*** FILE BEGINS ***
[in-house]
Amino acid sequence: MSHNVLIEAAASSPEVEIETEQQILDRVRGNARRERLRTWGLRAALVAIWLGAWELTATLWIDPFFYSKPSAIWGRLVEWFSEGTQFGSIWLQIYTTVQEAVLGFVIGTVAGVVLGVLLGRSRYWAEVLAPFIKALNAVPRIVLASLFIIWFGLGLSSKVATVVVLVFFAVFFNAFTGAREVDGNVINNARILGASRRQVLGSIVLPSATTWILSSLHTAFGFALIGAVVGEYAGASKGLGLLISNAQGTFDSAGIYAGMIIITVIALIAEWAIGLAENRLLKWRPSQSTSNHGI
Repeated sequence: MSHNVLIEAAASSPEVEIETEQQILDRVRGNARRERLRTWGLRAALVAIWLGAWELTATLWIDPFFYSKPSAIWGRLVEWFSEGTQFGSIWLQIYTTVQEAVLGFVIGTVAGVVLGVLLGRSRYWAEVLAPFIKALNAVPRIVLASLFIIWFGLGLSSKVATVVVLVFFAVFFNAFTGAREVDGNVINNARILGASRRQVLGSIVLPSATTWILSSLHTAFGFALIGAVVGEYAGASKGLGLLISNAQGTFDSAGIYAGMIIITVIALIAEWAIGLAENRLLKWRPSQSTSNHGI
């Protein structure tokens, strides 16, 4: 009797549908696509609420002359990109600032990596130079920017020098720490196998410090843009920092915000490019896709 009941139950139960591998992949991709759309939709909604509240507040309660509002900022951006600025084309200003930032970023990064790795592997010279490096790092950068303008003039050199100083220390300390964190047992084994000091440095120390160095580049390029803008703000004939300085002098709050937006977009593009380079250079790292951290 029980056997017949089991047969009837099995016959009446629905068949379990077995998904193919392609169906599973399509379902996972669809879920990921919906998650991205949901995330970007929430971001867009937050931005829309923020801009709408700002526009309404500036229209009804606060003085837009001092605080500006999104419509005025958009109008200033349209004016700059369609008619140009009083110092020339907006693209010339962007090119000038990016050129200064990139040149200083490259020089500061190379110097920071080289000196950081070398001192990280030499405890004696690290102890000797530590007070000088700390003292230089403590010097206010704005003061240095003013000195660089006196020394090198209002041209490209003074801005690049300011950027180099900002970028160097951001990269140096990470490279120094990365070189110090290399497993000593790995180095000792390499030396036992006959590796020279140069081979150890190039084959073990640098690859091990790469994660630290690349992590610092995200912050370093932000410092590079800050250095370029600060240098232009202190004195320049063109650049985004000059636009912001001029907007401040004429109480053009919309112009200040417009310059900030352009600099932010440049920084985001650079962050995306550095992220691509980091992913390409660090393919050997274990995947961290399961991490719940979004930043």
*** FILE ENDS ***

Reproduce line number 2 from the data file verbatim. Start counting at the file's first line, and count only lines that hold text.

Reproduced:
Amino acid sequence: MSHNVLIEAAASSPEVEIETEQQILDRVRGNARRERLRTWGLRAALVAIWLGAWELTATLWIDPFFYSKPSAIWGRLVEWFSEGTQFGSIWLQIYTTVQEAVLGFVIGTVAGVVLGVLLGRSRYWAEVLAPFIKALNAVPRIVLASLFIIWFGLGLSSKVATVVVLVFFAVFFNAFTGAREVDGNVINNARILGASRRQVLGSIVLPSATTWILSSLHTAFGFALIGAVVGEYAGASKGLGLLISNAQGTFDSAGIYAGMIIITVIALIAEWAIGLAENRLLKWRPSQSTSNHGI